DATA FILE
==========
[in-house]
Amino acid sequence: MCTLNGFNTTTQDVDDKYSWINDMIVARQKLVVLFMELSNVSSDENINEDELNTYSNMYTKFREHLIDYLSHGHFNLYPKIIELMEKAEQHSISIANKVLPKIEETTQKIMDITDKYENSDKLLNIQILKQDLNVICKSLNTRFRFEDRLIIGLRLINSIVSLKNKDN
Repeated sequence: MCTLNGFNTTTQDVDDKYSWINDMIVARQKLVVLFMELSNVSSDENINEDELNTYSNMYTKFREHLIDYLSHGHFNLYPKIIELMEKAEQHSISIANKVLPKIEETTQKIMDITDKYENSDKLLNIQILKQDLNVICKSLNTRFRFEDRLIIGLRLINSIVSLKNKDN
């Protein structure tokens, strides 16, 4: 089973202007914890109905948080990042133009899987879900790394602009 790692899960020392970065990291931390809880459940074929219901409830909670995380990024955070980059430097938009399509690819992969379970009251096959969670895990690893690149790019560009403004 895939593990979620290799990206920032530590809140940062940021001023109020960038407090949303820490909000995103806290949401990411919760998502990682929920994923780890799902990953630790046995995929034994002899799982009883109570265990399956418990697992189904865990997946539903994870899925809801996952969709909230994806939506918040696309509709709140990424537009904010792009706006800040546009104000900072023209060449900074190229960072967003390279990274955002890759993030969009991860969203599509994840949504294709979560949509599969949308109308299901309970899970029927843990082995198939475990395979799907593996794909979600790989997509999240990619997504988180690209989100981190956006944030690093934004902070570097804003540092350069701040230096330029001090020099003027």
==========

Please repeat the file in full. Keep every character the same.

[in-house]
Amino acid sequence: MCTLNGFNTTTQDVDDKYSWINDMIVARQKLVVLFMELSNVSSDENINEDELNTYSNMYTKFREHLIDYLSHGHFNLYPKIIELMEKAEQHSISIANKVLPKIEETTQKIMDITDKYENSDKLLNIQILKQDLNVICKSLNTRFRFEDRLIIGLRLINSIVSLKNKDN
Repeated sequence: MCTLNGFNTTTQDVDDKYSWINDMIVARQKLVVLFMELSNVSSDENINEDELNTYSNMYTKFREHLIDYLSHGHFNLYPKIIELMEKAEQHSISIANKVLPKIEETTQKIMDITDKYENSDKLLNIQILKQDLNVICKSLNTRFRFEDRLIIGLRLINSIVSLKNKDN
């Protein structure tokens, strides 16, 4: 089973202007914890109905948080990042133009899987879900790394602009 790692899960020392970065990291931390809880459940074929219901409830909670995380990024955070980059430097938009399509690819992969379970009251096959969670895990690893690149790019560009403004 895939593990979620290799990206920032530590809140940062940021001023109020960038407090949303820490909000995103806290949401990411919760998502990682929920994923780890799902990953630790046995995929034994002899799982009883109570265990399956418990697992189904865990997946539903994870899925809801996952969709909230994806939506918040696309509709709140990424537009904010792009706006800040546009104000900072023209060449900074190229960072967003390279990274955002890759993030969009991860969203599509994840949504294709979560949509599969949308109308299901309970899970029927843990082995198939475990395979799907593996794909979600790989997509999240990619997504988180690209989100981190956006944030690093934004902070570097804003540092350069701040230096330029001090020099003027």